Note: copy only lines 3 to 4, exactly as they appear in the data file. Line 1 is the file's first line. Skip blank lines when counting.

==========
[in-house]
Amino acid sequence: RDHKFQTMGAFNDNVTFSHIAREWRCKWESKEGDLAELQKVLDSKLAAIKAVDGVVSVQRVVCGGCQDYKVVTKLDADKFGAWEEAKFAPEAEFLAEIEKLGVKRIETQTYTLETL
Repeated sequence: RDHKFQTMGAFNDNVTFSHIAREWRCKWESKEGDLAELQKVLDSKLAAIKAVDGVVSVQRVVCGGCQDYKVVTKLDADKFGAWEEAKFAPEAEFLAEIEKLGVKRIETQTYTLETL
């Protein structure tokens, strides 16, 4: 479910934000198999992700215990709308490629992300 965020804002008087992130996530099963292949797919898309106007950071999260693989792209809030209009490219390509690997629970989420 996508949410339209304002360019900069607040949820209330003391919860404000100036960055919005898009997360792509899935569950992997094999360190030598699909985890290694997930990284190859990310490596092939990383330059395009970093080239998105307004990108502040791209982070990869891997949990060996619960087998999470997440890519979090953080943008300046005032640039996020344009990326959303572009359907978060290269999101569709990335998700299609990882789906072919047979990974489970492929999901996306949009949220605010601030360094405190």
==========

Repeated sequence: RDHKFQTMGAFNDNVTFSHIAREWRCKWESKEGDLAELQKVLDSKLAAIKAVDGVVSVQRVVCGGCQDYKVVTKLDADKFGAWEEAKFAPEAEFLAEIEKLGVKRIETQTYTLETL
């Protein structure tokens, strides 16, 4: 479910934000198999992700215990709308490629992300 965020804002008087992130996530099963292949797919898309106007950071999260693989792209809030209009490219390509690997629970989420 996508949410339209304002360019900069607040949820209330003391919860404000100036960055919005898009997360792509899935569950992997094999360190030598699909985890290694997930990284190859990310490596092939990383330059395009970093080239998105307004990108502040791209982070990869891997949990060996619960087998999470997440890519979090953080943008300046005032640039996020344009990326959303572009359907978060290269999101569709990335998700299609990882789906072919047979990974489970492929999901996306949009949220605010601030360094405190």